ST. PAUL, Minn. (AP) — Minnesota cities and municipalities that receive requests for citizen email addresses say they are legally required to release them, a potentially unwelcome surprise for people who may have expected privacy when they signed up for email alerts on city news.
Cities in Ramsey and Washington counties recently were asked for all the email addresses they have collected. The state's Data Practices Act makes the addresses public information.
"It's unfortunate and really nothing you can do about it," Brent Engebretson, a Roseville resident who recently learned his email address had been disclosed, told Minnesota Public Radio (http://bit.ly/OWsm7j ).
Roseville released 4,000 email addresses in response to a data request in July. The addresses came from people who signed up for alerts on city council meetings, street maintenance and more than a dozen other topics.
"If I had my choice, I would not make this information available," city spokeswoman Carolyn Curti said.
But Roseville was legally required to hand over the information.
"Generally speaking, if someone were to make a request for email addresses at a government entity — local or state government entity — there's nothing that classifies your email address as anything other than public," said Stacie Christensen, an attorney with the state's Information Policy Analysis Division, or IPAD.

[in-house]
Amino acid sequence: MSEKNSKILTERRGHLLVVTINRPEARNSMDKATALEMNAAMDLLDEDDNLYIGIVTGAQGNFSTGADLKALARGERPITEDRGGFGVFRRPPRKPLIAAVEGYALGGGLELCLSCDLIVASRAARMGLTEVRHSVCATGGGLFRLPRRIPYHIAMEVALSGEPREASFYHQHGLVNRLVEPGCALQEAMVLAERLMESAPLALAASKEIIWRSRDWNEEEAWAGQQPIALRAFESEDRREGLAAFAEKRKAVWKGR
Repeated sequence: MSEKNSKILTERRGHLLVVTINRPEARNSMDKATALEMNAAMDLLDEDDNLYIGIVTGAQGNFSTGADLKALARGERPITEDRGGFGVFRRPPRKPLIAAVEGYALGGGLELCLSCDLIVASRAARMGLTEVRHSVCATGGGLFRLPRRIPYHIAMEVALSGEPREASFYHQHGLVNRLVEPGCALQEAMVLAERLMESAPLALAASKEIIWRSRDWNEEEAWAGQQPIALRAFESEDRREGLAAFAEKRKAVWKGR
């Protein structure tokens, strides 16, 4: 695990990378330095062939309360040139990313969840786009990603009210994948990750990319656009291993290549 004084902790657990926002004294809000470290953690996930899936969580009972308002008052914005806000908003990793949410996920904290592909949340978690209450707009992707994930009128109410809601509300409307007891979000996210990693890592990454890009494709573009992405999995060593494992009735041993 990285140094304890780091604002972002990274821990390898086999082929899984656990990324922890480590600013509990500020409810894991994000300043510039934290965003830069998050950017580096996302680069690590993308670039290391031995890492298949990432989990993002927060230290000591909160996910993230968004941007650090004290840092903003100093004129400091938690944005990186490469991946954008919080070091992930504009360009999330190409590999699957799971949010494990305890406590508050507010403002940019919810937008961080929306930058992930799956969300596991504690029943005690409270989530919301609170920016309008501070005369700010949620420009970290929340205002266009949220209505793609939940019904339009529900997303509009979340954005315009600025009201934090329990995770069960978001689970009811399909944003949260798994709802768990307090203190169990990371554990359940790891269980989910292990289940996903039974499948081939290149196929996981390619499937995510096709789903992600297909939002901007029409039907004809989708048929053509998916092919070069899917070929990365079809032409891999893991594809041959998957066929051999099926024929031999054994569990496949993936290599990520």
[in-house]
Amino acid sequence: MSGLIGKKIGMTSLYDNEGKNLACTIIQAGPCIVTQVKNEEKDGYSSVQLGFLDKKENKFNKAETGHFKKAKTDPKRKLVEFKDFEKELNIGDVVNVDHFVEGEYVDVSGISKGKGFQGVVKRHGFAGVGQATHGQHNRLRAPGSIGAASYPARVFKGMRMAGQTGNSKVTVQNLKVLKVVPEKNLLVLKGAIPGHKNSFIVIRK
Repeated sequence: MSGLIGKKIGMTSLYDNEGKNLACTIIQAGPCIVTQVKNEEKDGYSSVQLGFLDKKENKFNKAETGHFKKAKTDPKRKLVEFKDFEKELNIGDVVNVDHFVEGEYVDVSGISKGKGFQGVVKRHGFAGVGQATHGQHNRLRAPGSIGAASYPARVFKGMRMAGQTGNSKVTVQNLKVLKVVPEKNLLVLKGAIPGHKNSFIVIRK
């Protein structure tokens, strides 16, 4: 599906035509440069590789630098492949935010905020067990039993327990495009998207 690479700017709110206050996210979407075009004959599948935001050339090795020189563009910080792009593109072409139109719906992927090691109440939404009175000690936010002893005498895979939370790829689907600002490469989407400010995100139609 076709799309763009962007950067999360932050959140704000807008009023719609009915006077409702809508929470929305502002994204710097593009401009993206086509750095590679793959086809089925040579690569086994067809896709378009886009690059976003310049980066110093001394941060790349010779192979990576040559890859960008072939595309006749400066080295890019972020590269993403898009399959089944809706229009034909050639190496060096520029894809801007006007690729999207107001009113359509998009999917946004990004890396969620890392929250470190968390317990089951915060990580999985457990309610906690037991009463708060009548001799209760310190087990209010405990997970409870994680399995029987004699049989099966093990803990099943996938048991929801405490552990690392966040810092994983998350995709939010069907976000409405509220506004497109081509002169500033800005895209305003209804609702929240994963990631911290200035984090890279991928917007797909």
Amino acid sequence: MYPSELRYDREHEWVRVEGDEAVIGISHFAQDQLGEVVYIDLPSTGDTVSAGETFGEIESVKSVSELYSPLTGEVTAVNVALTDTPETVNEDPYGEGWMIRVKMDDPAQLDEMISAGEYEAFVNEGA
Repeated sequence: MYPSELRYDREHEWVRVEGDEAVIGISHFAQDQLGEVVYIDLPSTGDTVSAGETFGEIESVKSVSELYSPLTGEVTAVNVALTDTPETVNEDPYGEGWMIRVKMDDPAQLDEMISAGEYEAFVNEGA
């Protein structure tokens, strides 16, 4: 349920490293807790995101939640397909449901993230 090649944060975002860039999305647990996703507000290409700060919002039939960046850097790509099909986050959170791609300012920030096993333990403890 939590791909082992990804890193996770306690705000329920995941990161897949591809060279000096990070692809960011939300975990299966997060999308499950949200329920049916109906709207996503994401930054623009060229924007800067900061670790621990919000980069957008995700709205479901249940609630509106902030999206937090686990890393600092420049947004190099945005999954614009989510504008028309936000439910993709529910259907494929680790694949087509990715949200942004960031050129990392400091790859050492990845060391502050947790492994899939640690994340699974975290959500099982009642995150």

Roseville wasn't the only city to be asked for its email lists. Minnesota Public Radio contacted more than half a dozen cities that received identical inquiries. Each request came from a man named Kevin Berglund, who did not respond to the news organization's phone calls or emails seeking comment.
Although it's not clear what Berglund wants with the addresses, they target cities in Minnesota's 4th District — where his wife, former Maplewood Mayor Diana Longrie, is running for the U.S. House in Tuesday's Democratic primary against Rep. Betty McCollum. Longrie declined to tell MPR whether the requests were connected to her campaign.
No one picked up Thursday at a home phone listing for Longrie and Berglund, and the voice mailbox was full.
MPR reported several cities haven't responded yet, with some — including Woodbury, Stillwater and Falcon Heights — telling Berglund his request would be time-consuming. Some demanded Berglund pay thousands of dollars to cover staff time. They said they haven't yet heard back from him.
But the policy is probably little protection. Don Gemberling, secretary of the Minnesota Coalition on Government Information and a former head of IPAD, said such a policy violates the statute.
Legislators have amended the Data Practices Act several times in the past 30 years, usually to make more government data private.
Information from: Minnesota Public Radio News, http://www.mpr.org
Copyright 2012 The Associated Press.